One way would be to define a vendor_defined object or vendor_defined mechanisum. to pass out and in parameters needed to the authentication.

Then to do the the ECDSA, C_Sign pointing at a special ECDSA key or keys one for each party.

(In any case VENDOR_DEFINED values should all start with 2 bytes that would not conflict with some
other vendors use of these. (OpenSC does use
#define CKA_OPENSC_NON_REPUDIATION (CKA_VENDOR_DEFINED | 1UL)
which is 0x8000000001, which could cause conflicts Starting with something like 0x80EA would be fairly unique.


Reply to this email directly or view it on GitHub #594.

Douglas E. Engert DEEngert@gmail.com

@CardContact

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commented Oct 29, 2015

CKF_PROTECTED_AUTHENTICATION_PATH is what I had in mind as well.

I guess the problem to solve is how to plug public key authentication into C_Login.

One way I could think of is to implement a RAMoverHTTP client that would allow an external component to perform the authentication steps. That way the pkcs#11 module in C_Login would connect to an authentication server and hand-over APDU access to the device. On the server the necessary authentication steps could be performed by key custodians logged into the server. Once authentication completes, the server terminates the connection and the module returns from C_Login.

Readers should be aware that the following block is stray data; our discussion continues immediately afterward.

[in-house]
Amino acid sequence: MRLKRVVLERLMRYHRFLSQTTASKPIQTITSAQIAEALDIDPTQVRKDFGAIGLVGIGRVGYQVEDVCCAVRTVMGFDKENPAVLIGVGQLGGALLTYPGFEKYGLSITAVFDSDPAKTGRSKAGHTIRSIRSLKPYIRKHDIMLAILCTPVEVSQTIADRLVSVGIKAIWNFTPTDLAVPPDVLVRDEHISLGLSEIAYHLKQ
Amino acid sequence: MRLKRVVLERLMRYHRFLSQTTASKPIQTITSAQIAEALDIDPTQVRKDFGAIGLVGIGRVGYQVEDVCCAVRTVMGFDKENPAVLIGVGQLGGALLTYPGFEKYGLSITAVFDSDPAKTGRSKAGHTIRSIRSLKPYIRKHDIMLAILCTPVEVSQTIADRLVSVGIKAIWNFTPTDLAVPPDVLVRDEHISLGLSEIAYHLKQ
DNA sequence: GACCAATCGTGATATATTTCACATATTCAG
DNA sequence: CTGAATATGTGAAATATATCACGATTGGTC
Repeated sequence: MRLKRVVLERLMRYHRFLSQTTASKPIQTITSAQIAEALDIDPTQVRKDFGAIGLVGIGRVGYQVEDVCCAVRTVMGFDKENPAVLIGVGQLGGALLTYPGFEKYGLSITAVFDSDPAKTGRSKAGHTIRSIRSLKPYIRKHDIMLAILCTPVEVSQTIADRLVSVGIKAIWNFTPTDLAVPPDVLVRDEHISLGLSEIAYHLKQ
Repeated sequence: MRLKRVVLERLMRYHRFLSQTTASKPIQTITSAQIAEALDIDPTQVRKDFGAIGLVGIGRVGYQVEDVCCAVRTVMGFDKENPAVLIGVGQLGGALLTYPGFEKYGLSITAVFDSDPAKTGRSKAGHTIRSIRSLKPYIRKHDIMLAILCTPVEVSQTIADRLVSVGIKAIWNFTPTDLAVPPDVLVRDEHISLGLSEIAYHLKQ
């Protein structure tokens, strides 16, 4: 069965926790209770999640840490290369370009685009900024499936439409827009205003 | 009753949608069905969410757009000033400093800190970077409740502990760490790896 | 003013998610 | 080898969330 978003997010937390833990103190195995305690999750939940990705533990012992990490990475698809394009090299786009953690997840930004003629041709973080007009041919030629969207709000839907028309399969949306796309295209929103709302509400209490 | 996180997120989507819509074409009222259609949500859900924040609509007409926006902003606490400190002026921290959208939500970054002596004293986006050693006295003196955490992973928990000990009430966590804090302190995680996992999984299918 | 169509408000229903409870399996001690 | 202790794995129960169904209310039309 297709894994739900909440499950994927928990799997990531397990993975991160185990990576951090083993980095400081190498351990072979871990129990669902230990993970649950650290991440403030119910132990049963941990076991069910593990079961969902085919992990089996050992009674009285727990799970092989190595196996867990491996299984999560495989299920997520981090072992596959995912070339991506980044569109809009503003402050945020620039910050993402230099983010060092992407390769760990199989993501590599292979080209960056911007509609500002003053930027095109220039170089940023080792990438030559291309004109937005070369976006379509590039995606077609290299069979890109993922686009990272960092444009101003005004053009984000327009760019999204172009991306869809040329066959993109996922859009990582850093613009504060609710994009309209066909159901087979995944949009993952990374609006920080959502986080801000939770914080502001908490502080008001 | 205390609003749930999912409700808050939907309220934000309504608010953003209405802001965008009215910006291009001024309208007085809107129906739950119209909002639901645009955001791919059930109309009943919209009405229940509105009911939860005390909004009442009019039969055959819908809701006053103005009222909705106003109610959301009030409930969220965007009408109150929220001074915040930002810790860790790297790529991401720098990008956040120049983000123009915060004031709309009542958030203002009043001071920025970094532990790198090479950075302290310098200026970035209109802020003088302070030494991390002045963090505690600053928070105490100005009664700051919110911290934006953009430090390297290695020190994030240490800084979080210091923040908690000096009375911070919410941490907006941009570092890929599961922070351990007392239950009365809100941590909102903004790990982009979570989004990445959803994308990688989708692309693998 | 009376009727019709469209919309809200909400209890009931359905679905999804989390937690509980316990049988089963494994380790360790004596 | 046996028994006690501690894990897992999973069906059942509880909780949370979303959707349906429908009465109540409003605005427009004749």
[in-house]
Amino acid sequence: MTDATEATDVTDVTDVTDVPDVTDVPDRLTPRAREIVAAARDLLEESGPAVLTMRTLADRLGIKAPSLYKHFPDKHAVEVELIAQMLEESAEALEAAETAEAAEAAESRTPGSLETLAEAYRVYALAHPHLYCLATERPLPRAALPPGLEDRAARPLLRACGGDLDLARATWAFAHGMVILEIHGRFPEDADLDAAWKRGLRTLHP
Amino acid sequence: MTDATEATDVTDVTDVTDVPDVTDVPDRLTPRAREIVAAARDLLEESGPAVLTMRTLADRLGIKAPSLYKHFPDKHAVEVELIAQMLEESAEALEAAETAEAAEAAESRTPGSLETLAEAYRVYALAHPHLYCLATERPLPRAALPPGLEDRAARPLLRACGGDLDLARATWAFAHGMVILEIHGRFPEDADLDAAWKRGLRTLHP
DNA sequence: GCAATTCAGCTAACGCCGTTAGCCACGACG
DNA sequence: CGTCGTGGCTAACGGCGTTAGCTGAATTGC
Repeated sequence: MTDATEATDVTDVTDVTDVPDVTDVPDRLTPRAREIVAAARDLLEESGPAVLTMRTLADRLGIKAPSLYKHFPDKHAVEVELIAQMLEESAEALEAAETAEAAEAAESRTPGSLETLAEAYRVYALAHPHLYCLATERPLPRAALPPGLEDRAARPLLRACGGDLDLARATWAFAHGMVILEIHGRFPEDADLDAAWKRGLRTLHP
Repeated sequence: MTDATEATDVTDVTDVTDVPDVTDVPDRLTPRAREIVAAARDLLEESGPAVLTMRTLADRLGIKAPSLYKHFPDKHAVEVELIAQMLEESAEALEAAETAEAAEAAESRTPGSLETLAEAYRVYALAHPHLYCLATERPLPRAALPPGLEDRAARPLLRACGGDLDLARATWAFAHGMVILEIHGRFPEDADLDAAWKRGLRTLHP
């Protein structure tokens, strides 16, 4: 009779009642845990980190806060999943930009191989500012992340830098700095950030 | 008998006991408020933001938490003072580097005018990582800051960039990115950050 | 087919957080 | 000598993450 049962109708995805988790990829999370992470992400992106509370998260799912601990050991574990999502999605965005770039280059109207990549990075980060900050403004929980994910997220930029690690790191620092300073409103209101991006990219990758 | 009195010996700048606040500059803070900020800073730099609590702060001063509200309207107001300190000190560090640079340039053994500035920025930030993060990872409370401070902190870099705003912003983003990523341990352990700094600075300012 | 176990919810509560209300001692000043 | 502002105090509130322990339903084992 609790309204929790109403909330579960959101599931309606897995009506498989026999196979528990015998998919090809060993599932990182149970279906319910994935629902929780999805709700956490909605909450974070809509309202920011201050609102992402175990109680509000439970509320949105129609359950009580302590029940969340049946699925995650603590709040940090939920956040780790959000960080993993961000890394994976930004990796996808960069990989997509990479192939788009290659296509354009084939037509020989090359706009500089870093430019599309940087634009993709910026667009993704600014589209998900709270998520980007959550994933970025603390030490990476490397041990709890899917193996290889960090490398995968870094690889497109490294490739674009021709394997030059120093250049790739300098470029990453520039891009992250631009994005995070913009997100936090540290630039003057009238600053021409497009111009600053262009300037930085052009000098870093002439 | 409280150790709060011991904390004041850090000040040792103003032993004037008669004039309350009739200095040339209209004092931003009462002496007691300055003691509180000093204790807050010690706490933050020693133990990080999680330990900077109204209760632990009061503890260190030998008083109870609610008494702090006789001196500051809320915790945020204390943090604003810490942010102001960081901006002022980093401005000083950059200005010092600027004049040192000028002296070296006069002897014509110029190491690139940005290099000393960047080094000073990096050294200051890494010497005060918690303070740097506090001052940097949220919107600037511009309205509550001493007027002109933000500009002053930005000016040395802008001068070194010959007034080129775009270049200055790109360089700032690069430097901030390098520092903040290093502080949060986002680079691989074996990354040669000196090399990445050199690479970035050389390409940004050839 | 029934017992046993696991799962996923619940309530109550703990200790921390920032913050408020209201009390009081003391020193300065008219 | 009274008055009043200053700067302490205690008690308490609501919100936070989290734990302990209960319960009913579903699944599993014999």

@dengert

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commented Oct 29, 2015

On 10/29/2015 1:23 PM, CardContact Software & System Consulting wrote:

CKF_PROTECTED_AUTHENTICATION_PATH is what I had in mind as well.

I guess the problem to solve is how to plug public key authentication into C_Login.

One way I could think of is to implement a RAMoverHTTP client that would allow an external component to perform the authentication steps. That way the pkcs#11 module in C_Login would connect to an
authentication server and hand-over APDU access to the device. On the server the necessary authentication steps could be performed by key custodians logged into the server. Once authentication
completes, the server terminates the connection and the module returns from C_Login.

This is an N-of-M authentication. Does the card know the public keys of the M possible keys?
Does it then generate M challenges one for each of the M keys?

Application asks for attributes for a N-of-M vendor defined object, that returns the value of N, M and M challenges
possibly along with the M public keys as attributes Or query the token for one attribute that has all this.
This causes card to expect the responses.